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News Release 95-82

No-Wilt Flowers -- and No-Spoil Veggies?

December 14, 1995

This material is available primarily for archival purposes. Telephone numbers or other contact information may be out of date; please see current contact information at media contacts.

Fruits that ripen on schedule, vegetables that last longer in the refrigerator, and cut flowers that keep their beauty and fragrance for many days may soon be a reality, thanks to research conducted by National Science Foundation funded scientists.

Researchers Eric Schaller and Anthony Bleecker of the University of Wisconsin have identified the first plant hormone receptor, responsible for a variety of important processes in plants. Results of their research are published in the December 15, 1995 issue of the journal Science. The knowledge will allow biotechnologists to fine tune developmental processes in plants that are regulated by a plant hormone called ethylene.

Growth and development in plants and animals is controlled by chemical signals referred to as hormones or growth factors. The mechanisms by which these signals are recognized, and how this information is processed by cells, have been the subjects of massive scientific efforts over the last few decades. Now, thanks to modern genetic research, the first hormone response pathway in plants is being revealed to scientists.

"The plant hormone ethylene controls such processes as the ripening of fruits like apples, bananas, and tomatoes," says Bleecker. "It's responsible for the shedding of leaves by trees in autumn, and the dropping of fruits from trees before they're ready to be picked. It may also be responsible for the short shelf-life of many vegetables, as well as the wilting of cut flowers." Now the mustard weed Arabidopsis thaliana, commonly used in plant genetic research, is providing researchers like Schaller and Bleecker with information on the genes involved in cellular responses to ethylene.

The hunt for the genes began more than eight years ago, with the identification of mutant forms of Arabidopsis that lacked the ability to respond to ethylene. Schaller and Bleecker's research on a gene called ETR1 has now proved that this gene "codes for" the ethylene receptor in Arabidopsis. But what about other plants? Does a similar mechanism work in roses or tomatoes?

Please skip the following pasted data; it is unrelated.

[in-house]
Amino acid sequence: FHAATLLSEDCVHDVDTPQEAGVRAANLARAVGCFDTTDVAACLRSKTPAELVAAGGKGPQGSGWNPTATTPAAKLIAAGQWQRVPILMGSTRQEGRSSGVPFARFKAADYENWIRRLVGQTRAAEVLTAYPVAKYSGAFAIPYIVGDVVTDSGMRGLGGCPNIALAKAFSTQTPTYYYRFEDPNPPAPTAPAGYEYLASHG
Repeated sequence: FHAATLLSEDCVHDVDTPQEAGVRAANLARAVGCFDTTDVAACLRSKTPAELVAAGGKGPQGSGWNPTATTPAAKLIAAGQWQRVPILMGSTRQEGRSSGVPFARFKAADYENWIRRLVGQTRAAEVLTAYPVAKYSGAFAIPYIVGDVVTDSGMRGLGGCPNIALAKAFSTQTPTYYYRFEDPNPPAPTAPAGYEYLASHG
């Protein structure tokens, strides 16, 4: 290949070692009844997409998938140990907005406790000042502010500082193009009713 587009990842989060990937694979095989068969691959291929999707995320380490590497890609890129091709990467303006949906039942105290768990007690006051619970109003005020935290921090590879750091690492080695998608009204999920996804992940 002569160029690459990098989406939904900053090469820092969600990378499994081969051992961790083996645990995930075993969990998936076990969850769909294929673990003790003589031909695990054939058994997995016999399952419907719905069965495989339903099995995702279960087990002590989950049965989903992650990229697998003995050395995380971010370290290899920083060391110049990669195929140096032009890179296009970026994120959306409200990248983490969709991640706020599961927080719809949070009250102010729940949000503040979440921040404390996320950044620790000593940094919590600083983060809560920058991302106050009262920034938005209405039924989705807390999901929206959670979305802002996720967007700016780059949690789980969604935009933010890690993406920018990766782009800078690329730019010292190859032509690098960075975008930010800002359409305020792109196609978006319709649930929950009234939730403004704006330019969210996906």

The answer, for tomatoes at least, also appears in this issue of Science. Botanist Harry Klee of the University of Florida studies a mutant form of tomato called "never-ripe" that has showed a dramatic delay in fruit ripening. Klee recently used the ETR1 gene sequences from Arabidopsis to discover similar genes in tomato plants. The DNA sequence of the "never-ripe" gene from these tomatoes is strikingly similar to that of the Arabidopsis ETR1 gene, says Bleecker.

This new understanding of how ethylene works will allow botanists to regulate developmental processes in many plants, Schaller and Bleecker believe. For example, mutant forms of ETR1 and "never-ripe" are what geneticists call dominant. When mutant forms of the gene are transferred into plants with normal genes, the mutant form overrides the normal form, resulting in a reduction or elimination of ethylene responsiveness. This process may soon be used to keep cut flowers fresh longer -- and extend the life of those veggies currently moldering away in your refrigerator bin.


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Cheryl L. Dybas, NSF, (703) 292-8070, email:

The National Science Foundation (NSF) is an independent federal agency that supports fundamental research and education across all fields of science and engineering. In fiscal year (FY) 2018, its budget is $7.8 billion. NSF funds reach all 50 states through grants to nearly 2,000 colleges, universities and other institutions. Each year, NSF receives more than 50,000 competitive proposals for funding and makes about 12,000 new funding awards.

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